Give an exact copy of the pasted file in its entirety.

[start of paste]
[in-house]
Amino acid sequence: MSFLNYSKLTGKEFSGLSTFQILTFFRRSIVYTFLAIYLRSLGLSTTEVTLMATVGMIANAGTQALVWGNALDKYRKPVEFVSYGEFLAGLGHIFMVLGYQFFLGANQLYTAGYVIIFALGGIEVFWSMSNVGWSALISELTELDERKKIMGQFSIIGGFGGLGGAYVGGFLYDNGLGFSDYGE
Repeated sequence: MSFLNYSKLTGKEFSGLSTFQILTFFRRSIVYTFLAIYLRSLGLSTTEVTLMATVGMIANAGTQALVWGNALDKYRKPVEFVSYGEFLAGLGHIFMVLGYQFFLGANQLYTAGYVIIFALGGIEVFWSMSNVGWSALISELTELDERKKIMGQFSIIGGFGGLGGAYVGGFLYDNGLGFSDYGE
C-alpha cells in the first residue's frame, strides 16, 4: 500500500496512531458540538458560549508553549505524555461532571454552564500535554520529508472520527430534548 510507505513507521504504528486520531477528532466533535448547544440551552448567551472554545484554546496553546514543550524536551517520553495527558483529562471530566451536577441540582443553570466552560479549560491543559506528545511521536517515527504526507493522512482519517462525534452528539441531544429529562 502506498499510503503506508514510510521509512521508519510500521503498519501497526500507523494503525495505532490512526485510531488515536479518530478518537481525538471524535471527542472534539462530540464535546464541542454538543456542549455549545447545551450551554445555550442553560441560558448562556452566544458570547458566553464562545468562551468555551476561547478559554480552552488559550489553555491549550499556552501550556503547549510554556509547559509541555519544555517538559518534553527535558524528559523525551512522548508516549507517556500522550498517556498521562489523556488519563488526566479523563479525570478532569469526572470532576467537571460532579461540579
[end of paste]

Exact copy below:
[in-house]
Amino acid sequence: MSFLNYSKLTGKEFSGLSTFQILTFFRRSIVYTFLAIYLRSLGLSTTEVTLMATVGMIANAGTQALVWGNALDKYRKPVEFVSYGEFLAGLGHIFMVLGYQFFLGANQLYTAGYVIIFALGGIEVFWSMSNVGWSALISELTELDERKKIMGQFSIIGGFGGLGGAYVGGFLYDNGLGFSDYGE
Repeated sequence: MSFLNYSKLTGKEFSGLSTFQILTFFRRSIVYTFLAIYLRSLGLSTTEVTLMATVGMIANAGTQALVWGNALDKYRKPVEFVSYGEFLAGLGHIFMVLGYQFFLGANQLYTAGYVIIFALGGIEVFWSMSNVGWSALISELTELDERKKIMGQFSIIGGFGGLGGAYVGGFLYDNGLGFSDYGE
C-alpha cells in the first residue's frame, strides 16, 4: 500500500496512531458540538458560549508553549505524555461532571454552564500535554520529508472520527430534548 510507505513507521504504528486520531477528532466533535448547544440551552448567551472554545484554546496553546514543550524536551517520553495527558483529562471530566451536577441540582443553570466552560479549560491543559506528545511521536517515527504526507493522512482519517462525534452528539441531544429529562 502506498499510503503506508514510510521509512521508519510500521503498519501497526500507523494503525495505532490512526485510531488515536479518530478518537481525538471524535471527542472534539462530540464535546464541542454538543456542549455549545447545551450551554445555550442553560441560558448562556452566544458570547458566553464562545468562551468555551476561547478559554480552552488559550489553555491549550499556552501550556503547549510554556509547559509541555519544555517538559518534553527535558524528559523525551512522548508516549507517556500522550498517556498521562489523556488519563488526566479523563479525570478532569469526572470532576467537571460532579461540579